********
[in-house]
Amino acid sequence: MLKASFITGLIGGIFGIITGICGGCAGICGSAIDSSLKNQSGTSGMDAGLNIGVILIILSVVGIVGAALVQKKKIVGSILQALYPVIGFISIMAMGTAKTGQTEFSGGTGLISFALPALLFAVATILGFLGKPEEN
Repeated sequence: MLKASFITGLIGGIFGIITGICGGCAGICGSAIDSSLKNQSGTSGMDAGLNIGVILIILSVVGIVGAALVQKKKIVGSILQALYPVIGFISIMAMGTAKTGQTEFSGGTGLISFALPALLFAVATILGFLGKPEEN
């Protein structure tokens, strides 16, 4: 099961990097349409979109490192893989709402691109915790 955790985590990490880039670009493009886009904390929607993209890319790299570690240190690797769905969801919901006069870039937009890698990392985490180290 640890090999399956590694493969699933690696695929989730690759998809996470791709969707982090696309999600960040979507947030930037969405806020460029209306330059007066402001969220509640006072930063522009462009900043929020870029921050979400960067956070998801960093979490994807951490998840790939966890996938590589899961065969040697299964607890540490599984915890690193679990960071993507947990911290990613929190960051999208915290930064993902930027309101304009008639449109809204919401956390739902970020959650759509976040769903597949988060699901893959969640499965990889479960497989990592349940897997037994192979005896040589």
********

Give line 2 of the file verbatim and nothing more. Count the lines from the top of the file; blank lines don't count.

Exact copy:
Amino acid sequence: MLKASFITGLIGGIFGIITGICGGCAGICGSAIDSSLKNQSGTSGMDAGLNIGVILIILSVVGIVGAALVQKKKIVGSILQALYPVIGFISIMAMGTAKTGQTEFSGGTGLISFALPALLFAVATILGFLGKPEEN